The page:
<setting name="WebEdit.ShowNumberOfLockedItemsOnButton" value="false"/>
    </settings>
  </sitecore>
</configuration>

MORE TO READ:

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Using emojis in Sitecore

Because people younger than me stopped communicating with words and instead adopted a modern version of hieroglyphs, emojis have become a part of every modern OS and Browser, and have even been adopted by the Unicode Consortium as a standard font.

This means that you can display and select emojis from Sitecore. See the following template:

Simple Template with one emoji field

Simple Template with one emoji field

I can base an item on this template, but I have to give the item a full ASCII name, as the emoji character is an invalid character. But I can go to Emojipedia, copy the emoji from here, and use that emoji in the Display name and in the text field of my item:

Items with emojis in the display name

Items with emojis in the display name

If I make a Droplink field, Sitecore will now display the emoji. A simple trick is to use the “style” field of the Droplink field to change the font size, making the emoji a little bigger:

Using the style tag to increase the emoji size

Using the style tag to increase the emoji size

So when your user sees the emoji, it is more clear:

Dropdown with emojis

Dropdown with emojis

MORE TO READ:

 

👻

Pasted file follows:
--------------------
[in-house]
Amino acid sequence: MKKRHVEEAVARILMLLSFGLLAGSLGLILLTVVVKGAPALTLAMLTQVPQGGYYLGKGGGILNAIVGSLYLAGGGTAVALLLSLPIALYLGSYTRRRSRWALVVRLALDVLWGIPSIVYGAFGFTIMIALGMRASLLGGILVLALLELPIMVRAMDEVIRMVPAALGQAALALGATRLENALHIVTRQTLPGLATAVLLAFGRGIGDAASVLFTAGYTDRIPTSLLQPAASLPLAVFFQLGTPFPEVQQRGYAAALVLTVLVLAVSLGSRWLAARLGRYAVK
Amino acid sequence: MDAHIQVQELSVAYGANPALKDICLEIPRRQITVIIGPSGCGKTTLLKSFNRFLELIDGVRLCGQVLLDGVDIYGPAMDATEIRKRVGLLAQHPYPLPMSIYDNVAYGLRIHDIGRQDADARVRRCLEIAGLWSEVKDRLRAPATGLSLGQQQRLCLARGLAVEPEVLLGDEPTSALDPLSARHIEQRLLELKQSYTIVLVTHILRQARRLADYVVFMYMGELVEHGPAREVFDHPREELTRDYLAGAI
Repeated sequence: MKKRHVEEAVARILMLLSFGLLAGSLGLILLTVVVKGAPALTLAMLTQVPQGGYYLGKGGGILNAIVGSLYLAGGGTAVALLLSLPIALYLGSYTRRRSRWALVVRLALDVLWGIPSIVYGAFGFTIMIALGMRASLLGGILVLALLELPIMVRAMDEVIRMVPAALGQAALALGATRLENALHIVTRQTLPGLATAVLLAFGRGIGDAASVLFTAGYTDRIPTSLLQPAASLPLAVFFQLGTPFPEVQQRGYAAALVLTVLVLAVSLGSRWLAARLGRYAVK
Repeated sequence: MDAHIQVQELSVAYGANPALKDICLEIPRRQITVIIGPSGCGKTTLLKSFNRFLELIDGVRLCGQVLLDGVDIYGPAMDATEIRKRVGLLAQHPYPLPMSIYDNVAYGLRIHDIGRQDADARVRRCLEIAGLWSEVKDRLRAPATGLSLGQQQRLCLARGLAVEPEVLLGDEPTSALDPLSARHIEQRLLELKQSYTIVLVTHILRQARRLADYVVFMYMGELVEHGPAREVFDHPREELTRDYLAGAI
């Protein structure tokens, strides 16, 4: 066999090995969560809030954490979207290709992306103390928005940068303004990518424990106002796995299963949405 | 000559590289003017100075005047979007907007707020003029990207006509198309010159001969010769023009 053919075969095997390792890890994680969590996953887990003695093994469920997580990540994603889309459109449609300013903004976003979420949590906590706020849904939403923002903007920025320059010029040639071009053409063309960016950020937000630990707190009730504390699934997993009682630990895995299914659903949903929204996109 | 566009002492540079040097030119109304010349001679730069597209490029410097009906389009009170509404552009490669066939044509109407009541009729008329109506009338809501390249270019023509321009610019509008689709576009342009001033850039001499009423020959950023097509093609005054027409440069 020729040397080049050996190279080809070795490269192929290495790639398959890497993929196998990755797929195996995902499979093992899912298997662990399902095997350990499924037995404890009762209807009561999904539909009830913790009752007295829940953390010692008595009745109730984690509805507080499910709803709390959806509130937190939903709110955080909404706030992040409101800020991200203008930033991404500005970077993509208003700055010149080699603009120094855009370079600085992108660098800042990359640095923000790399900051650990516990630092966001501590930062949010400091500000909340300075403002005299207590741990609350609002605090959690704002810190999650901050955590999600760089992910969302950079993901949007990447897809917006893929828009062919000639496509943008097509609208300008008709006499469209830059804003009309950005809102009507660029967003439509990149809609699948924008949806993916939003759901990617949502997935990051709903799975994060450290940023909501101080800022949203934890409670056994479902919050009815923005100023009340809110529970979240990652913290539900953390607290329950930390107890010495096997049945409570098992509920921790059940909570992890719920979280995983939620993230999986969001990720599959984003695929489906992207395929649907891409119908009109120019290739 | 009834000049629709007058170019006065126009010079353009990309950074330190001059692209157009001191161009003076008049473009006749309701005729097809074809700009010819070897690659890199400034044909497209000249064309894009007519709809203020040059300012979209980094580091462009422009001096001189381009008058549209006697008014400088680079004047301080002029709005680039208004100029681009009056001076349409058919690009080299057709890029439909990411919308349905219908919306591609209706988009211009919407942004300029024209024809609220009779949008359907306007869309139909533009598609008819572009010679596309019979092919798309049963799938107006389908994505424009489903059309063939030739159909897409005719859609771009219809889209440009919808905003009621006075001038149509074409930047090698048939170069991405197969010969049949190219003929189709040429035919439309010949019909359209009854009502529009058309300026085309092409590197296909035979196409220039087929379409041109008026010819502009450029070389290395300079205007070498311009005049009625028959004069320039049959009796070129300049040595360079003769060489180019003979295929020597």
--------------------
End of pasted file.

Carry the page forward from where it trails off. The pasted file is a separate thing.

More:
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SQL Cannot resolve the collation conflict between “xxx” and “xxx” in the equal to operation – Use COLLATE DATABASE_DEFAULT

When joining 2 tables from different databases, the following error might occur:

Cannot resolve the collation conflict between “SQL_Latin1_General_CP1_CI_AS” and “Danish_Norwegian_CI_AS” in the equal to operation.

This can happen when the 2 databases is created with different collations (language settings). The collation is used by the database to apply the correct sorting and comparison of fields, which is why a comparison of 2 fields with different collations cannot be executed.

If this SQL statement fails:

   select a.fieldA, b.fieldB
     from [DatabaseA].[dbo].[TableA] a
left join [DatabaseB].[dbo].[TableB] b
       on a.key = b.key

You should add COLLATE DATABASE_DEFAULT to the “on” statement.
This SQL statement will solve the collation issue:

   select a.fieldA, b.fieldB
     from [DatabaseA].[dbo].[TableA] a
left join [DatabaseB].[dbo].[TableB] b
       on a.key COLLATE DATABASE_DEFAULT = b.key COLLATE DATABASE_DEFAULT